Ketcham v. Selles

CourtSupreme Court of Oregon
Writing for the CourtGILLETTE
Citation748 P.2d 67,304 Or. 529
PartiesRonald M. KETCHAM, Respondent on Review, v. George W. SELLES and Elaine B. Selles, husband and wife, Petitioners on Review, Steve Carson and Joanne Carson, husband and wife, Respondents. TC 85-678-CV; CA A39458; SC S34058.
Decision Date29 January 1988

William H. Walters, Portland, argued the cause and filed the petitions on behalf of the petitioners on review. With him on the petitions were Miller, Nash, Wiener, Hager & Carlsen and James N. Westwood, Portland.

David V. Gilstrap, Ashland, argued the cause and filed the response on behalf of the respondent on review, Ronald M. Ketcham.

William M. Ganong, Klamath Falls, filed the response on behalf of respondents Steve and Joanne Carson.

GILLETTE, Justice.

Plaintiff Ketcham (plaintiff) appealed to the Court of Appeals from a judgment dismissing his action for replevin of a rock screening plant and for reasonable rent during the time that defendants Selles (defendants) retained possession of the plant. The plant had been the subject of an earlier sheriff's sale to defendants, based on the judgment in a preceding case. The trial court allowed defendants' motion for summary judgment on the ground that plaintiff's present action was an impermissible collateral attack on the prior judgment. The Court of Appeals reversed, holding that the execution in the earlier case was void, Ketcham v. Selles, 85 Or.App. 74, 735 P.2d 1246 (1987), and defendants sought review in this court. We reverse the Court of Appeals and affirm the judgment of the trial court.

On April 5, 1979, defendants came into lawful possession of plaintiff's rock screening plant pursuant to a rental agreement with plaintiff. In January, 1981, plaintiff and defendants were parties in another case involving multiple parties and the same rock screening plant. In that case, defendants obtained a "judgment" 1 by default against plaintiff on January 14, 1981. That "judgment" did not resolve all the issues between all the parties and did not comply with former ORS 18.125(1) (repealed by Or. Laws 1981, ch. 898, § 53). 2 Nonetheless, on February 6, 1981, defendants obtained a writ of execution to enforce the default judgment. The sheriff levied upon plaintiff's rock screening plant. Defendants purchased the plant at a sheriff's sale. A final judgment disposing of all the issues in the case was not entered until April 7, 1981. Until he brought the present action, plaintiff did not contest the validity of the execution and sale either before or after the final judgment was entered.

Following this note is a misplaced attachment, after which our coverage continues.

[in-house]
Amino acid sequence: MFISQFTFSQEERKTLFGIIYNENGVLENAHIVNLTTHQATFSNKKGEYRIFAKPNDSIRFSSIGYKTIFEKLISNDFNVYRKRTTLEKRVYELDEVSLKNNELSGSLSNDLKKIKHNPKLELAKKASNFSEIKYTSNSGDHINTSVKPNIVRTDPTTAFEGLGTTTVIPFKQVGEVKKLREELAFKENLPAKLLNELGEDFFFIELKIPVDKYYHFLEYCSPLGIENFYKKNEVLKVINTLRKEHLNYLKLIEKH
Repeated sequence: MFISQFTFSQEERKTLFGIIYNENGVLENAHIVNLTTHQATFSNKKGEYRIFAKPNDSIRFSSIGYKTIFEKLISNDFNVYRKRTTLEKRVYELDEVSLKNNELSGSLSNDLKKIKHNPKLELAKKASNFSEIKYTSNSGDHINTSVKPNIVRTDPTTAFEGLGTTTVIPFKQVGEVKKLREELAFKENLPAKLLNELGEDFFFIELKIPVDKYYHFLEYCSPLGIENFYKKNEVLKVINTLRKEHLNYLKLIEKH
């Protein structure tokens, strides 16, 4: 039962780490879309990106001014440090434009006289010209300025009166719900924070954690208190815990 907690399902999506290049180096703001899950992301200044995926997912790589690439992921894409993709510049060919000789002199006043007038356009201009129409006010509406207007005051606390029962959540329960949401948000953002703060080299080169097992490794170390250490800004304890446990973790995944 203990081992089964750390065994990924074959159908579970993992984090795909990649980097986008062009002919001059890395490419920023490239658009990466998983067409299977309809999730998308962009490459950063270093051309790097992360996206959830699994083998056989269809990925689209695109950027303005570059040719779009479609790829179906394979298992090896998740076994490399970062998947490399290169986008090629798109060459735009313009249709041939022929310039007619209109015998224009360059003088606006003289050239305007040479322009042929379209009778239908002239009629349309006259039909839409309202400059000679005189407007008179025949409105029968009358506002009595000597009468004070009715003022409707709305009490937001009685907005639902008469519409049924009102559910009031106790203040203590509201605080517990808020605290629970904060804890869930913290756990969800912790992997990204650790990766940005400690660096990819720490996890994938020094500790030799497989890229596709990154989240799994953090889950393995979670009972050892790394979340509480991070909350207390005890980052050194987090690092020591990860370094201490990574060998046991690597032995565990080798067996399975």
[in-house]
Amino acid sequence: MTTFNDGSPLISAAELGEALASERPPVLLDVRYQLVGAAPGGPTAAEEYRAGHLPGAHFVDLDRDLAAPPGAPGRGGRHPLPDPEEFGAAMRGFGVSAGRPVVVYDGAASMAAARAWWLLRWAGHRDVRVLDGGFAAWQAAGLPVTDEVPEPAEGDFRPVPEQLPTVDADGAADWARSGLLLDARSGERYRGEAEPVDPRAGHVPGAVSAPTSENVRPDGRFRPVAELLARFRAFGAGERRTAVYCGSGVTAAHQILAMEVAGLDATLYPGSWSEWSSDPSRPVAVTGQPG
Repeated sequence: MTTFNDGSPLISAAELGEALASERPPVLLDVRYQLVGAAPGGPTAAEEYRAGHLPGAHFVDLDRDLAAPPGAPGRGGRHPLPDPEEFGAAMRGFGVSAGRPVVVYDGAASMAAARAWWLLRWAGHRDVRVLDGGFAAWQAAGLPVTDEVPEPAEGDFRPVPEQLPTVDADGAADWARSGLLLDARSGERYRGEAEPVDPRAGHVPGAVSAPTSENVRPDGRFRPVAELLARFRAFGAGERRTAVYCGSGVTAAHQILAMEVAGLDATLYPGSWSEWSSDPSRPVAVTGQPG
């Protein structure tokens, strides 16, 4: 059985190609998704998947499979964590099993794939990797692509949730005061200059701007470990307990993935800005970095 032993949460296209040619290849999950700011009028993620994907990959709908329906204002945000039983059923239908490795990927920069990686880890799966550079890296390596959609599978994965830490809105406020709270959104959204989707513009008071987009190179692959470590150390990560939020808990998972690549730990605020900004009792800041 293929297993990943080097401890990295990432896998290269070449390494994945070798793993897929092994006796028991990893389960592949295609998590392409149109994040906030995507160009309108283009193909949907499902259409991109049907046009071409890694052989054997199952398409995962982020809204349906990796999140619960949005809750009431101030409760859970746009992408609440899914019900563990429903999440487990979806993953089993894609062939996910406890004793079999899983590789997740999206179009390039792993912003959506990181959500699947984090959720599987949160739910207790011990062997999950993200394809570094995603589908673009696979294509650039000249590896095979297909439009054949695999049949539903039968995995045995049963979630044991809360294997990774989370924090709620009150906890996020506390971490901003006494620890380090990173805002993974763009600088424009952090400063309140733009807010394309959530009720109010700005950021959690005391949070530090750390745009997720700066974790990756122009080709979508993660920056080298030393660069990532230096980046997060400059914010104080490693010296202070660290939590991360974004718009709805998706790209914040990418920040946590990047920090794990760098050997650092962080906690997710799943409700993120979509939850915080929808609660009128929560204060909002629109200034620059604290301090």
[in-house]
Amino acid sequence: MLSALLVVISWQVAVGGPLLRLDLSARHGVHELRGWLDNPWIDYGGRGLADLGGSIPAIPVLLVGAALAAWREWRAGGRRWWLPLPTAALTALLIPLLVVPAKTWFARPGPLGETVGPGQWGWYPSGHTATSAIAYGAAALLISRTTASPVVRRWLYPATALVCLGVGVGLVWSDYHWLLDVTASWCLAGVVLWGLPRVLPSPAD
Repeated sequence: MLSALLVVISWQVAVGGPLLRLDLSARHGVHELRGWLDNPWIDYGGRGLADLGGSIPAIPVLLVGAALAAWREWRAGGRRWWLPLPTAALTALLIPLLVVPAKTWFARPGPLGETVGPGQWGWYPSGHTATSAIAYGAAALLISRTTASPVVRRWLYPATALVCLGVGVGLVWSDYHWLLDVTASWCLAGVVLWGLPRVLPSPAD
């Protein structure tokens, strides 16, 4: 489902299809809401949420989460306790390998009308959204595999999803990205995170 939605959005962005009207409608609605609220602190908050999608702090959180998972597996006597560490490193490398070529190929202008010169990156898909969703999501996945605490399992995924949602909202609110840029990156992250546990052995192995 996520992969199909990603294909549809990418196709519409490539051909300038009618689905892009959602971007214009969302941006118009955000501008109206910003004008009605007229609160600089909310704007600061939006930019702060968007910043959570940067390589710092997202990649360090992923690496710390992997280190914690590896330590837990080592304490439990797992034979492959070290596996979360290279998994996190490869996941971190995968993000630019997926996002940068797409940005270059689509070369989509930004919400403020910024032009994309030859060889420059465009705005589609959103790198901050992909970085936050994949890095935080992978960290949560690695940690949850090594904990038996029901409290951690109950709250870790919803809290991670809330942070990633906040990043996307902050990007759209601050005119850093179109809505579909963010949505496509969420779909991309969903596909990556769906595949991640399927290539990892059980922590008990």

In October, 1985, plaintiff filed the present action. The trial court granted defendants' motion for summary judgment and held that the execution on the January 14, 1981, "judgment" was proper, that the replevin action was a collateral attack on the former action and that plaintiff's remedy, if any, against the execution and sale was by direct appeal in the former action.

The Court of Appeals reversed. It held that the writ of execution was invalid because the "judgment" entered on January 14, 1981, "was merely an intermediate order," and "therefore could not * * * support issuance of the writ." 85 Or.App. at 77-78, 735 P.2d 1246. It held also that "[e]xecutions issued without authority are void" and that, therefore, "plaintiff may properly attack [the execution and sale] collaterally in this proceeding." Id. at 78, 735 P.2d 1246. The present petition for review followed.


Former ORS 18.125 was adopted in recognition that interlocutory appeals could avoid the possible injustice of delay to some litigants. Before the passage of that statute, a party in a multiple-party case could have judgment entered against him or her and "the prevailing party could execute on that judgment and the party against whom the judgment was entered could not even stay the proceedings pending appeal because a supersedeas bond could only be filed after an appeal and an appeal could only be taken after entry of final judgment" resolving all issues in the case. May v. Josephine Memorial Hospital, 297 Or. 525, 531 n. 8, 686 P.2d 1015 (1984) (citing Minutes, House Committee on Judiciary 1-3 (Feb. 4, 1977)). Former ORS 18.125(1) provided that,

"when multiple parties are involved, the court may direct the entry of a final judgment or decree as to one or more but fewer than all of the * * * parties * * * upon an express determination that there is no just reason for delay and upon an express direction for the entry of judgment or decree."

For purposes of appeal, ORS 19.040 provides for an automatic stay by supersedeas bond. With respect to stays for other purposes, former ORS 18.125(2) provided that, if the court entered a judgment in accordance with former ORS 18.125(1), "the court may stay enforcement of that judgment * * * until the entering of a subsequent judgment * * * and may prescribe such conditions as are necessary to secure the benefit thereof to the party in whose favor the judgment * * * is entered."